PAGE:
Volusia County, FL – The great white shark Katharine was pinged Wednesday, March 29, near the Volusia County coast. In the following ping detected, she was in the middle of Daytona Beach and Palm Coast at around 7 a.m. Katharine may have some companions now that she is returning to Florida. Scientists say she might be pregnant.

Should that be true, Katharine could give birth to about four to 14 baby sharks. Each of them is expected to measure 4.5 feet in length. The gestation period of this species lasts 18 months.

One thing scientists know for sure: her movements over the past two years prove that she can now be considered a mature shark.

The great white shark Katharine was pinged Wednesday, March 29, near the Volusia County coast. Photo credit: OCEARCH / NBC Miami
The great white shark Katharine was pinged Wednesday, March 29, near the Volusia County coast. Photo credit: OCEARCH / NBC Miami

The shark, which measures 14 feet 2 inches long, was first captured off Cape Cod in southeastern Massachusets by OCEARCH in 2013 and a satellite transmitter has been attached to her dorsal fin since then so that experts can track her every move. She has traveled a distance of nearly 29,000 miles, according to satellite data.

Being able to tag Katharine’s journey allows the shark-tracking group to help scientists make sure her kind survives. Founding Chairman and Expedition Leader Chris Fischer says that experts need to know where the species give birth so they can go to those areas and provide care to the highly vulnerable newborns, who are naturally forced to survive on their own from the first moment.

Katharine’s first ping was detected in 2014 when she moved from the Florida Keys to the Gulf of Mexico, marking the first such migration among her species. Last year, she did not return to Cape Cod and the satellite tracker revealed that she had rather stayed in the offshore area near Nova Scotia, the Canadian province, as reported by Tech Times.

Fischer explained that if Katharine returns to Cape Cod during the fall, she would be demonstrating the repeat of the migratory cycle, which lasts for two years and is common among mature female sharks across the world.

Katharine the shark was named after Cape Cod native songwriter Katharine Lee Bates, who wrote “America the Beautiful”. The white shark was detected again in March this year in the offshore waters of Norfolk-Virginia Beach. A month later, her transmitter pinged in South Carolina.

As Fischer explained, great white sharks survive on their own since they are born. They are loners until they reach maturity and find a mate. When the female is ready to give birth, the eggs hatch inside the female’s body and the babies feed on the egg’s shells and sometimes they eat each other.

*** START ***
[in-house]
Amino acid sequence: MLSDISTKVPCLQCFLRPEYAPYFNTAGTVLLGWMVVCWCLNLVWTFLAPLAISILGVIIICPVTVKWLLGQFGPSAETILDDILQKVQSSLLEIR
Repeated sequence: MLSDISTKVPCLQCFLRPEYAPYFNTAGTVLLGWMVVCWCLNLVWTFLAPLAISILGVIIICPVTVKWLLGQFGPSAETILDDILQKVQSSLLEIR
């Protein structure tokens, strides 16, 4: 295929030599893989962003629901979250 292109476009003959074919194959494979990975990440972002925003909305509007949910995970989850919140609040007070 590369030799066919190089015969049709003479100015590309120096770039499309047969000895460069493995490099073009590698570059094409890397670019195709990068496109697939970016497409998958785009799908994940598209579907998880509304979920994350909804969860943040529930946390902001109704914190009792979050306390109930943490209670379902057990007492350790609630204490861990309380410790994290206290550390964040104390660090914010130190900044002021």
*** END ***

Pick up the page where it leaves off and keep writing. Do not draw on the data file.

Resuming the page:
The Great Whites may be intimidating but they rarely attack

The great white sharks are considered top predators in the ocean and the largest predatory fish on Earth since they are extremely aggressive and their highly accurate sense of smell can detect a tiny drop of blood from over a mile away. This species has a very strong body and a sharp, serrated teeth. Besides, they can detect small electrical discharges from gills and hearts, which is why their prey is so vulnerable even at great distances.

However, recent scientific research shows they are not the killing machines most people think because attacks rarely occur. In fact, they are responsible for up to 10 attacks a year and most of these are not fatal, National Geographic reported.

Humans are not the source of their favorite taste. In fact, if they happen to bit a person they are most likely to release her or him. They prefer seals, sea lions, sea turtles, small toothed whales, dolphins, and carrion.

The species lives in waters where the temperatures are moderate since they seem to be uncomfortable in extreme cold or warm saltwater. These sharks can be found in Hawaii, the Gulf of Mexico, and Japan, among other areas around the world. The females usually breed along the shoreline of California.

Listed as endangered species, scientists believe their population numbers are dramatically declining mainly due to overfishing and accidental catching in gill nets, according to National Geographic.


The nonprofit organization has tagged 150 sharks since 2007 for research purposes. It aims at providing valuable insights related to biological studies, conservation and education that impacts the world, according to the group’s website.

OCEARCH conducts research expeditions aboard the M/V OCEARCH, a laboratory that works at sea and offers a strong and safe hydraulic platform to lift mature sharks out of the ocean. The team of researchers is made up by experts in a variety of fields who can conduct up to 12 studies in 15 minutes. Partners of the shark-tracking group, which expects to have 26 expeditions completed by the end of 2016, include 80 researchers from over 40 institutions.

Learn about all sharks tagged by OCEARCH here.

Source: Tech Times